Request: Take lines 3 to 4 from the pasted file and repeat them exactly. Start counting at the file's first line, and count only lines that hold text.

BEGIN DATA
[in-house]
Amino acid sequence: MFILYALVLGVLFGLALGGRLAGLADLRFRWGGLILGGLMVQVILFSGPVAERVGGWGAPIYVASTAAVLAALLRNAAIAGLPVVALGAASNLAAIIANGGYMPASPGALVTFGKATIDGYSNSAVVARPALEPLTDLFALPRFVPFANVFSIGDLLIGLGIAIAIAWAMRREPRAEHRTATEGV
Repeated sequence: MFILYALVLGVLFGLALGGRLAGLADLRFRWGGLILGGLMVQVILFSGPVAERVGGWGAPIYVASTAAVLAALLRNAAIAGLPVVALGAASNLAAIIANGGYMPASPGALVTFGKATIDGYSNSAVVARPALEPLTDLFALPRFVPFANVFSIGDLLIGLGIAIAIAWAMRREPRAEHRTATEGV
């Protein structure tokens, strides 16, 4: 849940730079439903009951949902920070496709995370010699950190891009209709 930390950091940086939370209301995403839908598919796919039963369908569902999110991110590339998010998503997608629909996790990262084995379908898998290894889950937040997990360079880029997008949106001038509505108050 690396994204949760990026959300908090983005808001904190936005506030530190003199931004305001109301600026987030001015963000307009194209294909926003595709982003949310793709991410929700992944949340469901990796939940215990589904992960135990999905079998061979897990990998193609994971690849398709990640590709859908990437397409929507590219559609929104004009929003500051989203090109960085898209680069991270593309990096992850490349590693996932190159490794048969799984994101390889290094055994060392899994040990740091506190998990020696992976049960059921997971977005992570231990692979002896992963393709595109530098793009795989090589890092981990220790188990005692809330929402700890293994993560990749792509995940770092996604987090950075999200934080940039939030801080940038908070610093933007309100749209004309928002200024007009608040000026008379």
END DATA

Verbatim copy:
Repeated sequence: MFILYALVLGVLFGLALGGRLAGLADLRFRWGGLILGGLMVQVILFSGPVAERVGGWGAPIYVASTAAVLAALLRNAAIAGLPVVALGAASNLAAIIANGGYMPASPGALVTFGKATIDGYSNSAVVARPALEPLTDLFALPRFVPFANVFSIGDLLIGLGIAIAIAWAMRREPRAEHRTATEGV
């Protein structure tokens, strides 16, 4: 849940730079439903009951949902920070496709995370010699950190891009209709 930390950091940086939370209301995403839908598919796919039963369908569902999110991110590339998010998503997608629909996790990262084995379908898998290894889950937040997990360079880029997008949106001038509505108050 690396994204949760990026959300908090983005808001904190936005506030530190003199931004305001109301600026987030001015963000307009194209294909926003595709982003949310793709991410929700992944949340469901990796939940215990589904992960135990999905079998061979897990990998193609994971690849398709990640590709859908990437397409929507590219559609929104004009929003500051989203090109960085898209680069991270593309990096992850490349590693996932190159490794048969799984994101390889290094055994060392899994040990740091506190998990020696992976049960059921997971977005992570231990692979002896992963393709595109530098793009795989090589890092981990220790188990005692809330929402700890293994993560990749792509995940770092996604987090950075999200934080940039939030801080940038908070610093933007309100749209004309928002200024007009608040000026008379």